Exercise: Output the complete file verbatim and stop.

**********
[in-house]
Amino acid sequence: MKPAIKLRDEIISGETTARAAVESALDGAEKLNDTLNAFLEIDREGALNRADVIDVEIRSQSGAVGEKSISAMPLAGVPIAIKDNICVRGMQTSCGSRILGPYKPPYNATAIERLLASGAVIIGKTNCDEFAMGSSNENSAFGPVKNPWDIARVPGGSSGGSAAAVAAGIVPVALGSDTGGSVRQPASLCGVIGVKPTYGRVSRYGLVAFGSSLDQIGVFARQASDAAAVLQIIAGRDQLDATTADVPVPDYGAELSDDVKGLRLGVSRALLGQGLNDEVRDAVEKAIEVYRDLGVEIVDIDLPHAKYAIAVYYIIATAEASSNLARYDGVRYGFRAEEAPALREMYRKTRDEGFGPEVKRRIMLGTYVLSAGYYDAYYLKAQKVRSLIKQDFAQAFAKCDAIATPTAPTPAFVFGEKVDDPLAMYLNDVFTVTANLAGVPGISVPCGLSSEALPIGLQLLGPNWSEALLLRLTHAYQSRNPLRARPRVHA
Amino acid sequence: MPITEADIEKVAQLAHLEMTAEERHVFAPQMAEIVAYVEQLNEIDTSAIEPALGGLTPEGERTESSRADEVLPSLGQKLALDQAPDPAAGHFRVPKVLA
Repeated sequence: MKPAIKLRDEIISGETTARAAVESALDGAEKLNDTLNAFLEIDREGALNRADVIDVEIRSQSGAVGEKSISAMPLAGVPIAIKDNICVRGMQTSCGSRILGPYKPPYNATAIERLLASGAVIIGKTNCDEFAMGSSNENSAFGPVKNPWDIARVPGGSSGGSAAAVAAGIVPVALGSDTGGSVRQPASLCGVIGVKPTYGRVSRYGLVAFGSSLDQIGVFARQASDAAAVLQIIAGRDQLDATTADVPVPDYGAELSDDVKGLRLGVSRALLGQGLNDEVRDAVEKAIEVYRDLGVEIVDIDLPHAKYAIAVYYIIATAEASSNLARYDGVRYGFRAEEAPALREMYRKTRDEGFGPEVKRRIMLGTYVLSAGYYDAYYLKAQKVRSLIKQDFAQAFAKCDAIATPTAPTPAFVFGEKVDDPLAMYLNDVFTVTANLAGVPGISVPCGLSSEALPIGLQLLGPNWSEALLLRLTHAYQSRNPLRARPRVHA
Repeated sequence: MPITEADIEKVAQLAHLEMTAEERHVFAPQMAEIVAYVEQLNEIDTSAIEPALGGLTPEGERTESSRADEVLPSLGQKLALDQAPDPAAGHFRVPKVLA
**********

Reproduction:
[in-house]
Amino acid sequence: MKPAIKLRDEIISGETTARAAVESALDGAEKLNDTLNAFLEIDREGALNRADVIDVEIRSQSGAVGEKSISAMPLAGVPIAIKDNICVRGMQTSCGSRILGPYKPPYNATAIERLLASGAVIIGKTNCDEFAMGSSNENSAFGPVKNPWDIARVPGGSSGGSAAAVAAGIVPVALGSDTGGSVRQPASLCGVIGVKPTYGRVSRYGLVAFGSSLDQIGVFARQASDAAAVLQIIAGRDQLDATTADVPVPDYGAELSDDVKGLRLGVSRALLGQGLNDEVRDAVEKAIEVYRDLGVEIVDIDLPHAKYAIAVYYIIATAEASSNLARYDGVRYGFRAEEAPALREMYRKTRDEGFGPEVKRRIMLGTYVLSAGYYDAYYLKAQKVRSLIKQDFAQAFAKCDAIATPTAPTPAFVFGEKVDDPLAMYLNDVFTVTANLAGVPGISVPCGLSSEALPIGLQLLGPNWSEALLLRLTHAYQSRNPLRARPRVHA
Amino acid sequence: MPITEADIEKVAQLAHLEMTAEERHVFAPQMAEIVAYVEQLNEIDTSAIEPALGGLTPEGERTESSRADEVLPSLGQKLALDQAPDPAAGHFRVPKVLA
Repeated sequence: MKPAIKLRDEIISGETTARAAVESALDGAEKLNDTLNAFLEIDREGALNRADVIDVEIRSQSGAVGEKSISAMPLAGVPIAIKDNICVRGMQTSCGSRILGPYKPPYNATAIERLLASGAVIIGKTNCDEFAMGSSNENSAFGPVKNPWDIARVPGGSSGGSAAAVAAGIVPVALGSDTGGSVRQPASLCGVIGVKPTYGRVSRYGLVAFGSSLDQIGVFARQASDAAAVLQIIAGRDQLDATTADVPVPDYGAELSDDVKGLRLGVSRALLGQGLNDEVRDAVEKAIEVYRDLGVEIVDIDLPHAKYAIAVYYIIATAEASSNLARYDGVRYGFRAEEAPALREMYRKTRDEGFGPEVKRRIMLGTYVLSAGYYDAYYLKAQKVRSLIKQDFAQAFAKCDAIATPTAPTPAFVFGEKVDDPLAMYLNDVFTVTANLAGVPGISVPCGLSSEALPIGLQLLGPNWSEALLLRLTHAYQSRNPLRARPRVHA
Repeated sequence: MPITEADIEKVAQLAHLEMTAEERHVFAPQMAEIVAYVEQLNEIDTSAIEPALGGLTPEGERTESSRADEVLPSLGQKLALDQAPDPAAGHFRVPKVLA